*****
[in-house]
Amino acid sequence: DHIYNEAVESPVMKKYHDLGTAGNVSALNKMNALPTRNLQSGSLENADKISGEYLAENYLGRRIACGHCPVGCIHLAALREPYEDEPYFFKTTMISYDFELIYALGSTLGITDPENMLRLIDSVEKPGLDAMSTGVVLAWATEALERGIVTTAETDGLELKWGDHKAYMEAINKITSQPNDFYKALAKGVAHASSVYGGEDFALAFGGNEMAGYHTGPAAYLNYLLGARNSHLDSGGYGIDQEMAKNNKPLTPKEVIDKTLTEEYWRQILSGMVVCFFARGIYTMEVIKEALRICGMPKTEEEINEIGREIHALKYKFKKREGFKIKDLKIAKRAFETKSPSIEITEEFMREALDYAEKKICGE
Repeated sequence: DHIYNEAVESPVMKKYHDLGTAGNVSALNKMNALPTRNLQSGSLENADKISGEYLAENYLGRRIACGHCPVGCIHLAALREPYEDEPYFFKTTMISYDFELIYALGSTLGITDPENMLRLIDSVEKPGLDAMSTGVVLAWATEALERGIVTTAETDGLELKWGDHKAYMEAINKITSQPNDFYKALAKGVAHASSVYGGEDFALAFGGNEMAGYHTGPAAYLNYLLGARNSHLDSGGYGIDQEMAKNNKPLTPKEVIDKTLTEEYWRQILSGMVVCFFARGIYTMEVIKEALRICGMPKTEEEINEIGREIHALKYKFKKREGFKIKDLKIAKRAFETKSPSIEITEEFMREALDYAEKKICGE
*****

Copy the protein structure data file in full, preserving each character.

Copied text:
[in-house]
Amino acid sequence: DHIYNEAVESPVMKKYHDLGTAGNVSALNKMNALPTRNLQSGSLENADKISGEYLAENYLGRRIACGHCPVGCIHLAALREPYEDEPYFFKTTMISYDFELIYALGSTLGITDPENMLRLIDSVEKPGLDAMSTGVVLAWATEALERGIVTTAETDGLELKWGDHKAYMEAINKITSQPNDFYKALAKGVAHASSVYGGEDFALAFGGNEMAGYHTGPAAYLNYLLGARNSHLDSGGYGIDQEMAKNNKPLTPKEVIDKTLTEEYWRQILSGMVVCFFARGIYTMEVIKEALRICGMPKTEEEINEIGREIHALKYKFKKREGFKIKDLKIAKRAFETKSPSIEITEEFMREALDYAEKKICGE
Repeated sequence: DHIYNEAVESPVMKKYHDLGTAGNVSALNKMNALPTRNLQSGSLENADKISGEYLAENYLGRRIACGHCPVGCIHLAALREPYEDEPYFFKTTMISYDFELIYALGSTLGITDPENMLRLIDSVEKPGLDAMSTGVVLAWATEALERGIVTTAETDGLELKWGDHKAYMEAINKITSQPNDFYKALAKGVAHASSVYGGEDFALAFGGNEMAGYHTGPAAYLNYLLGARNSHLDSGGYGIDQEMAKNNKPLTPKEVIDKTLTEEYWRQILSGMVVCFFARGIYTMEVIKEALRICGMPKTEEEINEIGREIHALKYKFKKREGFKIKDLKIAKRAFETKSPSIEITEEFMREALDYAEKKICGE